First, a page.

Want to get legal experience while in law school? Become a UB student.
UB Law students learn in the classroom and in the real world. Every UB Law student is required to complete six credits of experiential learning. Many complete more.
The EXPLOR program is your first step into the legal community.
The Law Career Development Office can help you find placement in the summer after your first year. Placements are for 8-10 weeks, 16-20 hours per week.
Students perform legal research, observe legal proceedings and participate in client meetings. Placements are with judges (Circuit and District courts), Maryland appellate courts and federal courts in Maryland. Law firm, public-interest and government agency placements are also available.
For-credit externships for upper-level students.
Law clinics: Represent clients under the supervision of UB School of Law faculty.
The UB School of Law has 13 clinics in which students are allowed to practice law under Rule 19-217 of the Rules Governing Admission to the Bar of Maryland.
Saul Ewing Civil Advocacy Clinic
Caseloads are diverse, touching on many areas of civil practice, including housing, consumer, education and public benefits law. More about UB Law Clinics.
Community Development Clinic
Students help clients structure and form nonprofit organizations, corporations, partnerships and LLCs; counsel boards and staff about their legal duties and best practices in running a nonprofit or small business; help organizations apply for tax exemption or 501(c)(3) status; draft and review contracts; and advise clients on what they can and can't do under the law, or under a contract, grant or other legal paperwork. More about UB law clinics.
Criminal Practice Clinic
Students practice criminal law in the trial courts of Maryland, under Rule 19-217 of the Rules Governing Admission to the Bar. Students prosecute or defend persons charged with crimes such as assault, drug offenses, alcohol-related charges, disorderly conduct, theft and the like. As a student lawyer, you investigate, interview witnesses/clients, negotiate plea agreements, argue motions, give opening statements and closing arguments, direct- and cross-examine witnesses and more. More about UB law clinics.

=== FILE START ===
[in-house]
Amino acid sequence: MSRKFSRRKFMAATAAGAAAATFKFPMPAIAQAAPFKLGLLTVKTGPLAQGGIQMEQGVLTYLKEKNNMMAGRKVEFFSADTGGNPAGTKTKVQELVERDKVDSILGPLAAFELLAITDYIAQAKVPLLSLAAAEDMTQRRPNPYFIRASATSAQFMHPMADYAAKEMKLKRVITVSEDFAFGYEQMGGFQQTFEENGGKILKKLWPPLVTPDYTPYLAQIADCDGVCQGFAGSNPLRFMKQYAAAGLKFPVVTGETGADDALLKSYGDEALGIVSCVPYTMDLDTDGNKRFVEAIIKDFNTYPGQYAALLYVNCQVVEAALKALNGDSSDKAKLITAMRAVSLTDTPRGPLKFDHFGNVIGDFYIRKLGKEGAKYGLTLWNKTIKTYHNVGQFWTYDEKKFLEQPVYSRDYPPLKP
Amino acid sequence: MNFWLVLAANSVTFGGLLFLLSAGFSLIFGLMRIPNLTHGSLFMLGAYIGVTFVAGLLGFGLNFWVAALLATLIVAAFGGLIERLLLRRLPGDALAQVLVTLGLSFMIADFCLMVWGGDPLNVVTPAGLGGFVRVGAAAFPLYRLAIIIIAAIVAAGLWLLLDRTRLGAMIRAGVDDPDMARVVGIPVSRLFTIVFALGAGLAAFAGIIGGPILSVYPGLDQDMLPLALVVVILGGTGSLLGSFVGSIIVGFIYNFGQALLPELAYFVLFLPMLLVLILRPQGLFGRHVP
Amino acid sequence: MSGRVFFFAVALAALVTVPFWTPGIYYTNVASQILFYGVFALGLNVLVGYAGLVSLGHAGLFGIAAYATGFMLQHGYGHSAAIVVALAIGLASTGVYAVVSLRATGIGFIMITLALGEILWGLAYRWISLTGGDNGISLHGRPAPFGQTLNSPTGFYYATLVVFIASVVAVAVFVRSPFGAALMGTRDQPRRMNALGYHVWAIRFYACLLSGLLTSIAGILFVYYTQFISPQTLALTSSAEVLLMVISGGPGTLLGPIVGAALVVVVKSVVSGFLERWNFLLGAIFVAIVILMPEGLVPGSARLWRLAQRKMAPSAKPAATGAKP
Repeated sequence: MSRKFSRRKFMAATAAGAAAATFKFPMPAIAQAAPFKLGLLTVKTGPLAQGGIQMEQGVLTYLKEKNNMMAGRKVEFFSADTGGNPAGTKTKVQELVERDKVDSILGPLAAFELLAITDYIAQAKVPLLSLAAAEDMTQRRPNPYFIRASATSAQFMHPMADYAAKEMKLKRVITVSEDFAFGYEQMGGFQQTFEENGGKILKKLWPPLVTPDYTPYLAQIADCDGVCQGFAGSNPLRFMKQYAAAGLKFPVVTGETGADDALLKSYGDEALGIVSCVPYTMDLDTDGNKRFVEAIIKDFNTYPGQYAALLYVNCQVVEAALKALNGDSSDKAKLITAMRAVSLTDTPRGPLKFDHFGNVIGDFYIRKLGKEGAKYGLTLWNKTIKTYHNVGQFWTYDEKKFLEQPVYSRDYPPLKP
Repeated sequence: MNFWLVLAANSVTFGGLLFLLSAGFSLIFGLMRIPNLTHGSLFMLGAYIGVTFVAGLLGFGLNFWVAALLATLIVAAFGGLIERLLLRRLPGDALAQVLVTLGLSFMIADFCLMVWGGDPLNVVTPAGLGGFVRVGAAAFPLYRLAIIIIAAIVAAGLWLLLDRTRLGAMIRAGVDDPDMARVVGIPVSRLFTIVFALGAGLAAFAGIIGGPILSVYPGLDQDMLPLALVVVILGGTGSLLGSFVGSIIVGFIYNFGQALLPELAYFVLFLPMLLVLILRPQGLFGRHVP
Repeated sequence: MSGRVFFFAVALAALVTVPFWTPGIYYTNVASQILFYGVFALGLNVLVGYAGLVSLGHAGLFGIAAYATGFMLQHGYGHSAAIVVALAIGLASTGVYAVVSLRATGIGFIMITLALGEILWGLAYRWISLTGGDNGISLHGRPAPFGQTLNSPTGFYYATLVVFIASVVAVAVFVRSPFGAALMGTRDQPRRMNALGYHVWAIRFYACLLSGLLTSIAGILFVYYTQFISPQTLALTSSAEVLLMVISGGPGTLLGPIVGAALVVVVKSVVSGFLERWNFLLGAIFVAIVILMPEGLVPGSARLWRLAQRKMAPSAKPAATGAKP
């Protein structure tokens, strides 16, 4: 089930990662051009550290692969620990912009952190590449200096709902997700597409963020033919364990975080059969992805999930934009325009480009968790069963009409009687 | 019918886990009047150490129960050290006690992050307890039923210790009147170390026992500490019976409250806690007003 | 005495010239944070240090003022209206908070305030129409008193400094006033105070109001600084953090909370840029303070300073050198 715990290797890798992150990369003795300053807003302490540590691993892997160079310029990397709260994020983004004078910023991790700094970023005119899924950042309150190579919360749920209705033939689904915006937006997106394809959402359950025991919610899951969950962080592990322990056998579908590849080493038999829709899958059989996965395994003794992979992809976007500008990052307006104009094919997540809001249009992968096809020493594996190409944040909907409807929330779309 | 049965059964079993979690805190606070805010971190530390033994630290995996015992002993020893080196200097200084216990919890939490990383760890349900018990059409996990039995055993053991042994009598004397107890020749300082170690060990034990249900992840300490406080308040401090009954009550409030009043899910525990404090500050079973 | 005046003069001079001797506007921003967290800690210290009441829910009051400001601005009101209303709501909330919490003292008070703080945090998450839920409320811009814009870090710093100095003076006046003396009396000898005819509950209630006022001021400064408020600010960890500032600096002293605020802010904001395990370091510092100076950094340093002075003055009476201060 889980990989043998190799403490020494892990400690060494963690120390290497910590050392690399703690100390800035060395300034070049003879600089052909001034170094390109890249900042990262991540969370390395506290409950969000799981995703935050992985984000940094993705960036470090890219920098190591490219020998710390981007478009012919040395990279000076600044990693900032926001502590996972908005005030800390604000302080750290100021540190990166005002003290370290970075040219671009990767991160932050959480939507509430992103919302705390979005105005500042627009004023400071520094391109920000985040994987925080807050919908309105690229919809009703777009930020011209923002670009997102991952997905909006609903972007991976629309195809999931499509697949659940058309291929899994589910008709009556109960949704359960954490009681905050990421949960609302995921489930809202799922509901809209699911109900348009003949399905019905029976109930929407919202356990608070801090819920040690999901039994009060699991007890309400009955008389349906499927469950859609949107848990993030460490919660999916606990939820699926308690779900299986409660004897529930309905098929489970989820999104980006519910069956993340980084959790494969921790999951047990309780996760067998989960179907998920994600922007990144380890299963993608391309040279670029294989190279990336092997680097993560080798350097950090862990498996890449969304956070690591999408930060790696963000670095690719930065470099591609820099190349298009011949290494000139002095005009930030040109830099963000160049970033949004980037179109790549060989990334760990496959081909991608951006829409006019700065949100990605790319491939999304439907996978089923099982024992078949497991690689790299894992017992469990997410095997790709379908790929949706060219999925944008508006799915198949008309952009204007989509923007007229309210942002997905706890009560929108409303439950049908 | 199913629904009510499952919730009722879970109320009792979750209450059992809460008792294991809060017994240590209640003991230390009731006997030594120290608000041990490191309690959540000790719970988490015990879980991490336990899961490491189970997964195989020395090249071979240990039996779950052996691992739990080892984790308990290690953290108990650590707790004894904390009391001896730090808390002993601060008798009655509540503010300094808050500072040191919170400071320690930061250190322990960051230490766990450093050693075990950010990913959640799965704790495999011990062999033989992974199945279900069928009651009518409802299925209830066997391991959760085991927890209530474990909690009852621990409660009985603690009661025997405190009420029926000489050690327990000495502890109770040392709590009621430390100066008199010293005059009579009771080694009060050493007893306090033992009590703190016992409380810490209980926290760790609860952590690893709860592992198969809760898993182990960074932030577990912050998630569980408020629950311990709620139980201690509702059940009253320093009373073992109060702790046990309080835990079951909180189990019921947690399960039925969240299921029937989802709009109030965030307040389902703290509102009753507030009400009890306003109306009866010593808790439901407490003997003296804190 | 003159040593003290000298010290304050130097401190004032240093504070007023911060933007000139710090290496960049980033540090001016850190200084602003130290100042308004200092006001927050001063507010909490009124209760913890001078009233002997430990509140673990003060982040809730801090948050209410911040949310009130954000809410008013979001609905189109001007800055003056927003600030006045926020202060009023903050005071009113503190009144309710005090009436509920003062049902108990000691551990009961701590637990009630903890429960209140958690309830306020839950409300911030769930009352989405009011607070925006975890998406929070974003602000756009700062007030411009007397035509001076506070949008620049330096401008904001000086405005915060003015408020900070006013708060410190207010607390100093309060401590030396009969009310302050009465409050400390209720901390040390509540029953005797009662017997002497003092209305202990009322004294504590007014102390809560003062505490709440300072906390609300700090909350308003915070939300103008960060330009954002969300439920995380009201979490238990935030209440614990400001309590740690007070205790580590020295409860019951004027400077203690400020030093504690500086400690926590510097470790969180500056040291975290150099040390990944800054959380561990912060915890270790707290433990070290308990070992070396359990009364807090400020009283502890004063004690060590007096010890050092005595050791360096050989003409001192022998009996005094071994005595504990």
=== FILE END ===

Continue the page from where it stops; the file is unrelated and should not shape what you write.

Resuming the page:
Mental Health Law Clinic
Students represent patients in involuntary civil commitment hearings at the Sheppard Pratt psychiatric hospital. Students engage in client interview and counseling sessions, review medical records, and engage in case preparation and development by interviewing a psychiatrist and, often, family members. More about UB law clinics.
Bronfein Family Law Clinic
Students represent low-income clients seeking child custody, support, divorce, adoption and civil remedies for domestic violence. We also work on systemic law reform projects aimed at increasing access to justice in family law. More about UB law clinics.
Human Trafficking Prevention Project
The project focuses on reducing the collateral consequences of criminal justice involvement for survivors of human trafficking and those populations most vulnerable to exploitation. Under faculty supervision, student-attorneys represent clients filing expungement, shielding, and state or federal pardon petitions.They also represent survivors of sex trafficking who seek to vacate their prostitution convictions under Maryland's "vacating convictions" law. Students also work on special projects, including community education presentations, and engage in legislative advocacy at the state and federal levels to support systemic criminal justice reform. More about UB law clinics